It’s time for waterfowl, but there is very little open water. One exception was the farmer’s pond at 12704 Telegraph Road, where we saw a couple of Ring-necked Ducks, a Greater Scaup, and half a dozen Redheads. A dozen or so White-fronted Geese were on Oliver Road, and flocks of 60-70 were at both 11059 Trask Bridge Road and the end of Theodorff Road.
Raptors: we saw 10 Red-tailed Hawks, and at the end of Anderson Road we found an adult Bald Eagle and a light-phase Rough-legged Hawk. A second one of the latter flew over us on Oliver Road. Most surprising was our total of 16 Kestrels.
Snow is starting to disappear from the fields, so our Horned Lark count was way down from two weeks ago, and again, no buntings or longspurs. But a couple of meadowlarks were our first of the year.
It never got above 26º, and temperatures forecast for the next week are somewhat winter-like, but it’s clear that spring is on the way.
While out photographing these are a few recent birds of the past days. On Monday afternoon at Rock Cut State Park there was open water at east end and west end of Pierce lake. I saw 4 Greater Scaup and just taking flight were 8 Common Mergansers. I have also been seeing a Chipping Sparrow for the last few weeks at a private location. Several bluebirds were seen in CherryValley today. Female fox sparrow seen yesterday at my feeder.
Shortly after 12:15 p.m. today, I spotted a Northern Shrike in the prairie by the north entrance to the park. It was perched on top of a small bur oak on the west side of the road near the power lines.
This morning, I took a drive down the Rock River through Byron to Oregon. A lot of ducks are in the Rock River. I found 12 species of ducks and two species of grebes (2 Pied-billed in Byron and a Horned in basic plumage by the paddlewheel river boat on the north side of Oregon). Most of the ducks were just north of Oregon, starting with the parking lot just South of the paddlewheel restaurant along IL 2. Over 125 Lesser Scaup, 12 Greater Scaup, 75+ Canvasbacks, 46 Redheads, 37 Ring-necked Ducks, 2 Buffleheads, 23 Hooded Mergansers, 12 Common Mergansers, and 2 Ruddy Ducks. On the east side of the island and just north of the dam overlook on the east side were 18 Wood Ducks and a few more of the other species mentioned above. 2 Pileated Woodpeckers and 3 Great Blue Herons were fly-bys. Lots of Robins and Red-wings are lining the exposed shoulders of the roads, and the sounds of calling Killdeer were ubiquitous, plus singing Song Sparrows and 2 Carolina Wrens making “comb tooth” noises-1 in Byron and 1 on the east side of the river north of the Oregon dam.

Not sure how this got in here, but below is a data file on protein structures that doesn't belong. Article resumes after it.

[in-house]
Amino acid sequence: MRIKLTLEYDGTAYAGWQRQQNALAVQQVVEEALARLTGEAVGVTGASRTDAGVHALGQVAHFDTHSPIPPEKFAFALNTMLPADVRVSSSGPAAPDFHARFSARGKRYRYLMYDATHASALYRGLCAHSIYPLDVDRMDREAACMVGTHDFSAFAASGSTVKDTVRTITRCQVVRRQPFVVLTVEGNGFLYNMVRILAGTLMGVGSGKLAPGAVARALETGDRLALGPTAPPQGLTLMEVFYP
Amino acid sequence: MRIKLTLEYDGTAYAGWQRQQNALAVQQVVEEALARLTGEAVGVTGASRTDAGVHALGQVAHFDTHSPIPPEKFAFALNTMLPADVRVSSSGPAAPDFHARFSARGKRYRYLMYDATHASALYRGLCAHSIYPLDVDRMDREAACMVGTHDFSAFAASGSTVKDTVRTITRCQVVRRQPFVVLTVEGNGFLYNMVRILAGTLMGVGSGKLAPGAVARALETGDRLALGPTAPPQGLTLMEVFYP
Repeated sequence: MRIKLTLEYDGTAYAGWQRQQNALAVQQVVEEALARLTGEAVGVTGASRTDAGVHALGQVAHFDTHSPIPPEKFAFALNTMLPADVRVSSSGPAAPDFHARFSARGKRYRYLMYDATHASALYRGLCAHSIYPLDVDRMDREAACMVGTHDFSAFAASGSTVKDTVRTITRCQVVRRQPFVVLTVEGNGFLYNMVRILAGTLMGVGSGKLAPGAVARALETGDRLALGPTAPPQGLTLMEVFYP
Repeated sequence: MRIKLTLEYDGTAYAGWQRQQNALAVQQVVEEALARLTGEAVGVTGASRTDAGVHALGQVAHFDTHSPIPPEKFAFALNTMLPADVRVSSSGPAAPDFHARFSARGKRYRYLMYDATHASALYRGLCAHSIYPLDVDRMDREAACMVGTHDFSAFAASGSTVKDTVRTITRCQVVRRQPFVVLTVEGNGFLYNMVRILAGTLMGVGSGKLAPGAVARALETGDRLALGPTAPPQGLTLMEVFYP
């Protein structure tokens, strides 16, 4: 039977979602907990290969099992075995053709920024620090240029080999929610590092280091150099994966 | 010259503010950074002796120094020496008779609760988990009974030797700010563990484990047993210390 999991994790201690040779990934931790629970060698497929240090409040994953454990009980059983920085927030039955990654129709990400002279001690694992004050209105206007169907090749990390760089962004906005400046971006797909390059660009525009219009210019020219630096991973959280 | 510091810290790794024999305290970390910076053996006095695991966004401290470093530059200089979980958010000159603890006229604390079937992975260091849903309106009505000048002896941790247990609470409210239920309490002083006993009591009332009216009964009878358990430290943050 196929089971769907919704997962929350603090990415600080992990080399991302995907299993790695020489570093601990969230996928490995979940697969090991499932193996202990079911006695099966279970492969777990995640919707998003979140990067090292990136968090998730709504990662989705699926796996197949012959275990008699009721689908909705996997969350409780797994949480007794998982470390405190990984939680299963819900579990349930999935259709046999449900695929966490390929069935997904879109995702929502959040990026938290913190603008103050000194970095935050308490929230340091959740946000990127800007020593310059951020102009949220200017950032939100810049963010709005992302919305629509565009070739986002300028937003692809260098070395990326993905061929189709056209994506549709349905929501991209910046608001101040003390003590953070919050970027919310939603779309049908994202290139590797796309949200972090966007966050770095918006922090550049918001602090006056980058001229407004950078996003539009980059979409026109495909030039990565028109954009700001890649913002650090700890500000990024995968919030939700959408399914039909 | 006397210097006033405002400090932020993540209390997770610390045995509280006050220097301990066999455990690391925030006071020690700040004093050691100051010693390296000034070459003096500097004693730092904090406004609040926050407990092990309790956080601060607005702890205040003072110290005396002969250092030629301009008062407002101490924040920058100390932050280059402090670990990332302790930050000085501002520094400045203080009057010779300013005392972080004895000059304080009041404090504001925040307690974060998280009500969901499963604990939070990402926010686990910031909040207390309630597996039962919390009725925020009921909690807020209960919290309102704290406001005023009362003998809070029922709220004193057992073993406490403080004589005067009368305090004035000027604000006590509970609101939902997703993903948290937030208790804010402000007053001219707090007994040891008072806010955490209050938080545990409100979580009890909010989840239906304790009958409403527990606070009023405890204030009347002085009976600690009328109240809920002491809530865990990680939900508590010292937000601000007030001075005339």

Unusual Rare bird photograph in Northern Illinois winter , Jeff Donaldson and myself were lucky to see a male and female Ruby crowned Kinglet here in Winnebago County in winter this week. Wow ,what a site. This is the male with the ruby crown visible! I have not seen the birds now for a few days. One of North America’s smallest birds, the Ruby-crowned Kinglet can be recognized by its constant wing-flicking. The male shows its red crown only infrequently. Other highlights this week, 2 Carolina wrens,5 red wing blackbirds, 3 sandhill cranes and several eastern bluebirds. Check out other new images at David C Olson Photography face book
Recently,Jeff Donaldson and I sighted this Merlin feeding from about 1/4 mile away along the Rock River in Rockford Illinois. We were able to get a better view and I was able to get off a few frames of this moment. Notice the feet of the cardinal. Also this day we watched 2 Bald Eagles dive bombing a mallard in the river, the mallard got away after multiple attempts by the eagles. This past week I have seen 3 Sandhill cranes over Cherryvalley Illinois. 2 Carolina wrens,flicker,large groups of snow buntings and Horned Larks and several american tree sparrows also sighted this past weekend.